Sunday Times, A Question of Money - 15 December, 2013

Posted by Jill Kerby on December 15 2013 @ 09:00

Worthless PTSB shares can be put to good use

DP writes from Dublin: Like your correspondent GB from Co. Tipperary (8/12/2013), I hold a small number of essentially worthless Permanent TSB Group Holdings (formerly Irish Life) shares. I also have a small number of worthless AIB shares. I have no share dealing account and no desire to open one. What is the best way to get rid of these shares and so crystallise the capital loss for declaration on my tax return?

One relatively cheap way to sell your shares is to find a stockbroker with low minimum costs for once-off transactions – Campbell O’Connor, for example, only charge €40 for an execution only transaction on share values up to €12,500 or 1.5% of the value, whichever is the greater. Unless you have a huge shareholding (PTSB trades at 5 cent and AIB, 12 cent) the cost to you is more likely to be €40.  Or you could contact a charity of your choice and ask them if they would be interested in accepting the shares in exchange for paying any transaction charges. Big, long-established ones may be very happy to file your unwanted bank shares away in the hope that some day they will be worth cashing in.

As I explained to the Tipperary reader, PTSB (and AIB) were diluted to the point of worthlessness when the State rescued the banks from certain closure. The best you and anyone else with such shares can expect – unless there is a miraculous recovery in the value of these banks – is to dispose of them and carry forward your losses against future capital gains.

RW writes from Galway: I am a full-time adult student on a Back to Education allowance of €188 per week. I have no debt and while this is a liveable income, paying the usual car tax, insurance, oil bills can be a strain. I have three saving accounts with An Post that will be worth a total of €87,000 when they mature.  I tried to get a €5,000 loan with my local bank and credit union in which I would pay the capital interest in one lump in December 2015 but to no avail.  I wonder is it possible to cash in one of my post office accounts early and if so what are the conditions, the firsts matures in two years, the rest the following May.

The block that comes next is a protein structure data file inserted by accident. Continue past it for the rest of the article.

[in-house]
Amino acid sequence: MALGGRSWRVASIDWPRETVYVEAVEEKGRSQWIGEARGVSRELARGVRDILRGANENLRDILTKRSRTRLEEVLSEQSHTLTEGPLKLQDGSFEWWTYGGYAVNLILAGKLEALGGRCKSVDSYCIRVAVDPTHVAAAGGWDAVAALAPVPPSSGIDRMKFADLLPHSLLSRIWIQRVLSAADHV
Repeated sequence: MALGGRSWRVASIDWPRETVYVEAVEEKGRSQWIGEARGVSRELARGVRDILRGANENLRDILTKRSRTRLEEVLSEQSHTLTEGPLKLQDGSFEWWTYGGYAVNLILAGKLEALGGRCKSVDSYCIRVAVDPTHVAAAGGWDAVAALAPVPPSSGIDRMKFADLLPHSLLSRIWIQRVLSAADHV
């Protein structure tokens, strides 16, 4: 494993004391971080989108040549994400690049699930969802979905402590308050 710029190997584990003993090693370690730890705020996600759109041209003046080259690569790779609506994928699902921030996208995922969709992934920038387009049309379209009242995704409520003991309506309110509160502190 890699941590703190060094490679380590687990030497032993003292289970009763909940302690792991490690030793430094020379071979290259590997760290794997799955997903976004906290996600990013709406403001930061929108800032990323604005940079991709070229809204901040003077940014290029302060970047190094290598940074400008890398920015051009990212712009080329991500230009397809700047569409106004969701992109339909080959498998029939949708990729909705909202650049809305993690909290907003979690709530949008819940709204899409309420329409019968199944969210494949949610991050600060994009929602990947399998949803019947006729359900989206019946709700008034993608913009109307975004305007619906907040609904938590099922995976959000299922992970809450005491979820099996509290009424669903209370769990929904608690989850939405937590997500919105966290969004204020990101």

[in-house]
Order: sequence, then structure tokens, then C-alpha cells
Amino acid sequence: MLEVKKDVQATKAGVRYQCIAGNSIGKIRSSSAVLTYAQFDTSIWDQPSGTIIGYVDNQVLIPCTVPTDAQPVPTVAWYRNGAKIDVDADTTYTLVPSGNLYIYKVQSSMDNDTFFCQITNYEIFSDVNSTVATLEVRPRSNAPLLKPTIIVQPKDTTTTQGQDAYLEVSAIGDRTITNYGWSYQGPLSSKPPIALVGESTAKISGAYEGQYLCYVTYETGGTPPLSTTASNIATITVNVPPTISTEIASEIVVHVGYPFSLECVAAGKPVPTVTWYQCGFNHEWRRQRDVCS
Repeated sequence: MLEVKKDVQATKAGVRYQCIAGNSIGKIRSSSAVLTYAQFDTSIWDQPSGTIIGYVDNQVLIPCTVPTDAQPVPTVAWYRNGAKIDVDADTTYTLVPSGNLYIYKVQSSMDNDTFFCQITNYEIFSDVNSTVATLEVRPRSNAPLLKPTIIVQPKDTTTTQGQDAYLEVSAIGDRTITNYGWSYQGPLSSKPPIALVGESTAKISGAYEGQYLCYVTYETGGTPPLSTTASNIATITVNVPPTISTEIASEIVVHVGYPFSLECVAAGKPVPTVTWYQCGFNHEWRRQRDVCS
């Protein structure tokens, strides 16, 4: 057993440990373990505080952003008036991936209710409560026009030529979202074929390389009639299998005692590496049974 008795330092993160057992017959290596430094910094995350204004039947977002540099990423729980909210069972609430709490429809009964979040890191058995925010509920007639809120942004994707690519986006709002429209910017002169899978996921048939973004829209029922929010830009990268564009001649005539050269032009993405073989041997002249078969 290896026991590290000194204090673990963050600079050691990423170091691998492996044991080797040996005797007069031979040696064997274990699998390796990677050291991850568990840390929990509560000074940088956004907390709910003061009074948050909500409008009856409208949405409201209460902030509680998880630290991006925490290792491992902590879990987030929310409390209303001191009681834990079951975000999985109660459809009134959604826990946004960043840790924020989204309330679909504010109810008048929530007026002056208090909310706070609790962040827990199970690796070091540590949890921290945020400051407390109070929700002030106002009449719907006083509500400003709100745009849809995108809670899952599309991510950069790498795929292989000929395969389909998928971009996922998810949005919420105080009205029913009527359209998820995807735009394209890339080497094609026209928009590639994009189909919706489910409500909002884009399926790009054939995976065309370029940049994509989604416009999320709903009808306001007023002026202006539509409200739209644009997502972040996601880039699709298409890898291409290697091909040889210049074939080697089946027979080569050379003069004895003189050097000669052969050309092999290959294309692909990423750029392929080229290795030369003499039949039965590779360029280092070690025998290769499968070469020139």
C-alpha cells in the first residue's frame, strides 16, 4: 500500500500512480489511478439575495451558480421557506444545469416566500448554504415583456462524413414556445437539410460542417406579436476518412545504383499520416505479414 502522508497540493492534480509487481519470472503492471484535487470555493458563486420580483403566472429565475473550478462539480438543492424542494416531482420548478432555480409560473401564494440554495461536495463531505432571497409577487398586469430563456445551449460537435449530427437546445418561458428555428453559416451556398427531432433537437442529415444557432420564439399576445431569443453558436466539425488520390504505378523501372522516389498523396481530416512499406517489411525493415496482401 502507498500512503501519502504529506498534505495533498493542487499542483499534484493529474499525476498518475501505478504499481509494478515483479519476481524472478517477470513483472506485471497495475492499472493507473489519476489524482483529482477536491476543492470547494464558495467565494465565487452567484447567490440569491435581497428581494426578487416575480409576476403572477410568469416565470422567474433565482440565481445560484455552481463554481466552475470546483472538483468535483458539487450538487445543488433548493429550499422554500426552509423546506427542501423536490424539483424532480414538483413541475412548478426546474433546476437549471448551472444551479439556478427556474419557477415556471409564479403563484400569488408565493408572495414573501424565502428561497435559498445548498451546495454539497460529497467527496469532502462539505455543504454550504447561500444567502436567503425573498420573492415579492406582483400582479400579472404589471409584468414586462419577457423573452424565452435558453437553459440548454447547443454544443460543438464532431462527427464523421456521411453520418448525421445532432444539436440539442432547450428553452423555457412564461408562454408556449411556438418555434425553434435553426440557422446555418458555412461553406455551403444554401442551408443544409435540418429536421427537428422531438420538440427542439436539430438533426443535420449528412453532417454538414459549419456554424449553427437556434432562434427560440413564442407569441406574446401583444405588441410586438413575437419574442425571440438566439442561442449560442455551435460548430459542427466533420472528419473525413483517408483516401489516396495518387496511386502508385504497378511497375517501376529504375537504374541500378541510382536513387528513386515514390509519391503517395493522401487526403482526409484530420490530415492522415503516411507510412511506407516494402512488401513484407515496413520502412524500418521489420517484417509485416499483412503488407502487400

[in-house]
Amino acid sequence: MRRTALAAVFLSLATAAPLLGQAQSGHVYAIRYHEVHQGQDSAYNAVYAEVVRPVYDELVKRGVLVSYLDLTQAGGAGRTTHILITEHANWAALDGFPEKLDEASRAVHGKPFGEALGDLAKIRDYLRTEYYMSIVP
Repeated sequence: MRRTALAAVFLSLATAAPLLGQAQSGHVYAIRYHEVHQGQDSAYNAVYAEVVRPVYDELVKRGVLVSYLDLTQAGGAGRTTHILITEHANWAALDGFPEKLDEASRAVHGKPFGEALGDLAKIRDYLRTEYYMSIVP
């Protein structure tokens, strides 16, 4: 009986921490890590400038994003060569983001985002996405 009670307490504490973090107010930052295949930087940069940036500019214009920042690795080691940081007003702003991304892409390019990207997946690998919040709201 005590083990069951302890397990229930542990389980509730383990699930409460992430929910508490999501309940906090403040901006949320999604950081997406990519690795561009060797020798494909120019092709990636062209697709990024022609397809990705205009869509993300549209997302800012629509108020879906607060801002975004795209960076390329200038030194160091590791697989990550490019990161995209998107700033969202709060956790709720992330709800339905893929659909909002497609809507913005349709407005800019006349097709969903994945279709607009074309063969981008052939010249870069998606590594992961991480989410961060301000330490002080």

Early encashment is always possible with state savings products whether they are savings bonds, certificates, or instalment savings and national solidarity bonds, but you will suffer an interest penalty that will vary depending on whether the redemption happens at the anniversary of the date of purchase or not. In the case of the latter it will amount to 0.15% per annum of the redeemed amount (the principal) for the number of days between the most recent anniversary of the purchase and redemption. Redemptions will be made within seven days of An Post receiving (at any post office) your completed redemption form that you can download from the www.anpost.ie website.


I’m curious as to why you wanted to borrow €5,000 from a bank or credit union when the cost of such a loan per annum, typically interest of 12%-14%, is so much higher than the puny amount of interest you would receive from An Post, or any other deposit taker at perhaps 2%.  Borrowing money to advance your education and employment prospects isn’t a bad thing in itself, but most students only do so because they don’t have sufficient savings or income.




GB writes from Dublin: Can you please advise on any good value health insurance policies, as you did for me 12 months ago? My Laya policy renewal has arrived and is up 32% from €885 to €1167 for 2014.  I am a single man, have made no claims since I switched last year. Are there any corporate policies that are cheaper?

Since you didn’t supply me with the name of your Laya policy, I suggest you contact a good broker who specialises in health insurance, such as www.healthinsurancesavings.ie . They should be able to supply you with a list of similar, cheaper alternative plans from Laya and the other three providers. And yes, the corporate ones tend to be better value:  our community rating system means everyone is entitled to buy any health plan on the market, even those designed specifically for companies.

All health insurance members can do their own research as well by going onto the Health Insurance Authority website www.hia.ie which provides a comparison search engine.


PC writes from Dublin: I am in my late 50s and am currently receiving Job Seekers Benefit which will end next May and am currently living off my savings. Am I liable to pay PRSI for as long as I receive this benefit? Does the PRSI stop after I stop receiving it?

You get PRSI credits automatically, that is, you do not have to make the contributions, if you are fully unemployed and getting Jobseeker's Benefit which now lasts nine months if you have made 260 past PRSI contributions, or six months if you have made fewer than 260.  When your Jobseeker’s Benefit runs out your credits should continue if you move onto Jobseeker’s Allowance. PRSI credits continue then, so long as the recipient has made PRSI contributions themselves in either of the last two tax years, or has been credited with PRSI contributions.



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